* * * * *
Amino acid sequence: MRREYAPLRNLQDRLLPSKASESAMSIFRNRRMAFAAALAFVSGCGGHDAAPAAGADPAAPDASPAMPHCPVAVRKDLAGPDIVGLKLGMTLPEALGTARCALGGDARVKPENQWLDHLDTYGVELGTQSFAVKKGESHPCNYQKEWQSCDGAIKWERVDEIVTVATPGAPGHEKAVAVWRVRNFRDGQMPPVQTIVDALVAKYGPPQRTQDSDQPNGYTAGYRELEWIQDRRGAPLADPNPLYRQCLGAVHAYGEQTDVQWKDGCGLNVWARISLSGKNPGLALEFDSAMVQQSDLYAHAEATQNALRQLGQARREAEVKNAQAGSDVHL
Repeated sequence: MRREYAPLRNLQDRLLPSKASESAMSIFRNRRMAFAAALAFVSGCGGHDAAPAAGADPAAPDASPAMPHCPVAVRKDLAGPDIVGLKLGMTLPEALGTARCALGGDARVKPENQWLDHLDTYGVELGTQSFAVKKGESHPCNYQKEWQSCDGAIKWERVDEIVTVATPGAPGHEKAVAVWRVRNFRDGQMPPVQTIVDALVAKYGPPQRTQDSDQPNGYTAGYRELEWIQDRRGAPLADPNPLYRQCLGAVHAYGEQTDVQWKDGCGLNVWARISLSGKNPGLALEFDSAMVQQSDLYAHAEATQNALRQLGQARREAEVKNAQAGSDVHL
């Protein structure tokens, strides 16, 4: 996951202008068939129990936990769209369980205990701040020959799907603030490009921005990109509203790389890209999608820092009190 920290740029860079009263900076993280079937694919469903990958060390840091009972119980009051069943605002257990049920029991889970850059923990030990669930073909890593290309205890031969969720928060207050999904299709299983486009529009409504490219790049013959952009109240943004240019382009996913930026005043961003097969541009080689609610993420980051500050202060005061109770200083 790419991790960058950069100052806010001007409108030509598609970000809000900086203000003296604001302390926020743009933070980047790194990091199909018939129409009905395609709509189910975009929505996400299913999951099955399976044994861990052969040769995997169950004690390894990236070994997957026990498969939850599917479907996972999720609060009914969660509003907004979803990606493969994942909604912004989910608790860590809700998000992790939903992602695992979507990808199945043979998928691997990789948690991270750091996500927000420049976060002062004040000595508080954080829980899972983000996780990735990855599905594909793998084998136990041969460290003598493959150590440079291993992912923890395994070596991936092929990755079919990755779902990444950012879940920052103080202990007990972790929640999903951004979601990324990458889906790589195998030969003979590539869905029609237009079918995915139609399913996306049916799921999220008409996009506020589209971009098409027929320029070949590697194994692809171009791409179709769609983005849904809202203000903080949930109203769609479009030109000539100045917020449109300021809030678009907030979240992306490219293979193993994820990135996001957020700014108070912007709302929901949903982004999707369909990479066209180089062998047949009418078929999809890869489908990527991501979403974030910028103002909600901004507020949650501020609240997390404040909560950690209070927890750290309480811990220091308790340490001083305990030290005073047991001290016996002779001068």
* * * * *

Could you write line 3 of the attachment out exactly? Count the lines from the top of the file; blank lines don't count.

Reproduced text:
């Protein structure tokens, strides 16, 4: 996951202008068939129990936990769209369980205990701040020959799907603030490009921005990109509203790389890209999608820092009190 920290740029860079009263900076993280079937694919469903990958060390840091009972119980009051069943605002257990049920029991889970850059923990030990669930073909890593290309205890031969969720928060207050999904299709299983486009529009409504490219790049013959952009109240943004240019382009996913930026005043961003097969541009080689609610993420980051500050202060005061109770200083 790419991790960058950069100052806010001007409108030509598609970000809000900086203000003296604001302390926020743009933070980047790194990091199909018939129409009905395609709509189910975009929505996400299913999951099955399976044994861990052969040769995997169950004690390894990236070994997957026990498969939850599917479907996972999720609060009914969660509003907004979803990606493969994942909604912004989910608790860590809700998000992790939903992602695992979507990808199945043979998928691997990789948690991270750091996500927000420049976060002062004040000595508080954080829980899972983000996780990735990855599905594909793998084998136990041969460290003598493959150590440079291993992912923890395994070596991936092929990755079919990755779902990444950012879940920052103080202990007990972790929640999903951004979601990324990458889906790589195998030969003979590539869905029609237009079918995915139609399913996306049916799921999220008409996009506020589209971009098409027929320029070949590697194994692809171009791409179709769609983005849904809202203000903080949930109203769609479009030109000539100045917020449109300021809030678009907030979240992306490219293979193993994820990135996001957020700014108070912007709302929901949903982004999707369909990479066209180089062998047949009418078929999809890869489908990527991501979403974030910028103002909600901004507020949650501020609240997390404040909560950690209070927890750290309480811990220091308790340490001083305990030290005073047991001290016996002779001068």